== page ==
More than a million Americans and Canadians are without power on Christmas Day as a severe winter storm hits North America.
A bomb cyclone, when atmospheric pressure drops, is caused by snow, strong winds and cold temperatures.
Nearly 250 million people have been affected and at least 19 deaths have been linked to the storm which has spread more than 2,000 miles (3,200 km) from Quebec to Texas.
Thousands of flights have been cancelled.
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The state of Montana in the western United States has been most affected by the cold, with temperatures dropping to-50F (- 45c).
White-out status has been found in the states of Minnesota, Iowa, Wisconsin and Michigan. In the city of Buffalo in New York state, the US National Weather Service (NWS) recorded “zero mile” visibility.
In the Pacific Northwest, some residents skate on the frozen streets of Seattle and Portland.
In the northeastern New England region of the United States, coastal flooding has hit communities and power lines have collapsed.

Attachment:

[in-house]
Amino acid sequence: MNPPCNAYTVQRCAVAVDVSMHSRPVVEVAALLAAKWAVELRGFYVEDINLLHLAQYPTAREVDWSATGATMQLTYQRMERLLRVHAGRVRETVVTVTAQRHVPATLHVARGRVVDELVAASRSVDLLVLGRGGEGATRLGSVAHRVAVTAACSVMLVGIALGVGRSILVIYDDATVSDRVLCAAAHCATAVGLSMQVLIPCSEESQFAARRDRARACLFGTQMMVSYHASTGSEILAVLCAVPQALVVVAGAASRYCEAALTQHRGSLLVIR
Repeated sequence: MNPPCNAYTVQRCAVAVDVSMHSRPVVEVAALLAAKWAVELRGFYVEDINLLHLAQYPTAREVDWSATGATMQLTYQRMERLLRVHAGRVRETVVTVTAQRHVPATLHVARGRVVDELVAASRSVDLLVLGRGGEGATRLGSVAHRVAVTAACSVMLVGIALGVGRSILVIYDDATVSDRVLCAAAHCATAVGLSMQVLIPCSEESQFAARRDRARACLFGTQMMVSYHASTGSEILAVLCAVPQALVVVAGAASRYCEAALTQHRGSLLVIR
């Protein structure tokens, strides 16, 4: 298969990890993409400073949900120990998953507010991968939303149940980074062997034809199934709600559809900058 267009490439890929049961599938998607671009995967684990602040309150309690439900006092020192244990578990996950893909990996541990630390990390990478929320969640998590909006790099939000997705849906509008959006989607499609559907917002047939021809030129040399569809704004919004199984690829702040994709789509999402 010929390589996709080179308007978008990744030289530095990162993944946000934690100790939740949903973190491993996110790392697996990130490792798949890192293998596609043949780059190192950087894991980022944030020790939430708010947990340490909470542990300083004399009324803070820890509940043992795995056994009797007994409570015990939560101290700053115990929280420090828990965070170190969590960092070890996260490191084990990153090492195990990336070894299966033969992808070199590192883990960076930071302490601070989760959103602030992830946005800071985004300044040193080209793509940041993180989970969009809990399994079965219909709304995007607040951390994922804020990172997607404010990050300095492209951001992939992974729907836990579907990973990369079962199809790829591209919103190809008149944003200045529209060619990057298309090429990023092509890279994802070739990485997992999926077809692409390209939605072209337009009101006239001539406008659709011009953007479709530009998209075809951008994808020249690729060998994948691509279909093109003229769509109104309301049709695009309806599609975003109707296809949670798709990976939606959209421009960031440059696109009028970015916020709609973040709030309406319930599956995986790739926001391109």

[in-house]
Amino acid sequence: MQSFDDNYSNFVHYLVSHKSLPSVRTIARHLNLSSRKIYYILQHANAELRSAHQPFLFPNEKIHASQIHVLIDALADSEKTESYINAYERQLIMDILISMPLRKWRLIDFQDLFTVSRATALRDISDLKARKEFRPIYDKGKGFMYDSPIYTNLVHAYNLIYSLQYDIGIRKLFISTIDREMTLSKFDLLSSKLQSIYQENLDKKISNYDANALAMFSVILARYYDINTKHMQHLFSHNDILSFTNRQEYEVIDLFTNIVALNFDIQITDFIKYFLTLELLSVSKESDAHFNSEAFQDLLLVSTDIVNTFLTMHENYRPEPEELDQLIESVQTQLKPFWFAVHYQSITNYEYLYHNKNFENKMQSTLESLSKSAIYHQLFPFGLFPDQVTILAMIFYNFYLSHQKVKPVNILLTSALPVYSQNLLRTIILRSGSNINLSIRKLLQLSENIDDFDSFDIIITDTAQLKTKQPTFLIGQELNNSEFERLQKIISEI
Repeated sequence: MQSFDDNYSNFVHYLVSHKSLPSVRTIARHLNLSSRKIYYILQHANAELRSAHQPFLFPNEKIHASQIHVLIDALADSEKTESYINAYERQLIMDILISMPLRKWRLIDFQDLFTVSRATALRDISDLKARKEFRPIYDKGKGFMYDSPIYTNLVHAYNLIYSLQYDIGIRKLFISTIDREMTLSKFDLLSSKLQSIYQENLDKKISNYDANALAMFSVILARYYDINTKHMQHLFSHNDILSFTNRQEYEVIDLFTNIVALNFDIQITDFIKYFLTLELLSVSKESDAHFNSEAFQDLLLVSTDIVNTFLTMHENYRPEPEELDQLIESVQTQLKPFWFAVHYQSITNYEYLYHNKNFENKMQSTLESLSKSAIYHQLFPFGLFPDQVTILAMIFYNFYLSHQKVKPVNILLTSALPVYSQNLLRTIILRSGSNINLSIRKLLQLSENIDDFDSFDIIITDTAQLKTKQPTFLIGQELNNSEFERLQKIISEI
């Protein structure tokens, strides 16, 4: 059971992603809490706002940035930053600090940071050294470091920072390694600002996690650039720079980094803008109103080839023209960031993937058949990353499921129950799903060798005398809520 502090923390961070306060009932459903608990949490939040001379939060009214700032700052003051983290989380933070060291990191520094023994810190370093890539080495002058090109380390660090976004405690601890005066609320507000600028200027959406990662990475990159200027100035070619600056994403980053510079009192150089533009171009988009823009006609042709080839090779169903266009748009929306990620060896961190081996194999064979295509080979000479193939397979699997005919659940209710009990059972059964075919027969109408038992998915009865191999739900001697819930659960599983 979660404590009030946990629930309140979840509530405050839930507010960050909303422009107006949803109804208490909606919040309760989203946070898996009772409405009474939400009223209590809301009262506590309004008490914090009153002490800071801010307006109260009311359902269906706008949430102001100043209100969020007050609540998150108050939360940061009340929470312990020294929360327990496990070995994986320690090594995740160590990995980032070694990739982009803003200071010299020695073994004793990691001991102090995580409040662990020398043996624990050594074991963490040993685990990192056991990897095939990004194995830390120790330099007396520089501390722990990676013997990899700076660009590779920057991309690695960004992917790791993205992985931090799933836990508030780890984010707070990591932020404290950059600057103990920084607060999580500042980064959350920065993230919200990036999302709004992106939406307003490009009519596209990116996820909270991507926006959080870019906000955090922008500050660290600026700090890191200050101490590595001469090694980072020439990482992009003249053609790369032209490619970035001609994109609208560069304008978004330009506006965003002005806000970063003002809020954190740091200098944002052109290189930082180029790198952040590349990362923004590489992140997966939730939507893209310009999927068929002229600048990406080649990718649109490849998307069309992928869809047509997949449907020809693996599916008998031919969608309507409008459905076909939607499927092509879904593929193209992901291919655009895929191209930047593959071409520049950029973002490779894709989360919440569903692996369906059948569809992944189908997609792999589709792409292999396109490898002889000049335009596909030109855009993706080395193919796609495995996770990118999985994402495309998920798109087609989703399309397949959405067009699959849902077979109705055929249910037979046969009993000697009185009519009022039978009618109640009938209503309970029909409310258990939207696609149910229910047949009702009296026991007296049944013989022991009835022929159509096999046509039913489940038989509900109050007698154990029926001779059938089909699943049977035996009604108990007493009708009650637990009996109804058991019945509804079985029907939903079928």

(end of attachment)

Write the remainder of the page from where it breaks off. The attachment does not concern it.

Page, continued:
Severe restrictions have also been imposed in the South American States of Florida and Georgia.
It is the only city in California where mountain ranges help protect a large number of forests.
The Arctic explosion hit the Canadian provinces of Ontario and Quebec.
Most parts of the country, from British Columbia to Newfoundland, were under a cold and winter storm warning.
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Several deaths related to the storm include road traffic accidents, including a stack of 50 cars in Ohio that killed four motorists. Four others died on the spot in the accident.
Passenger problems across the country were exacerbated by snowplows caused by a shortage of operators, with low pay rates being blamed.
More than 100 daily cold temperature records could be built or broken in the next few days, the NWS said.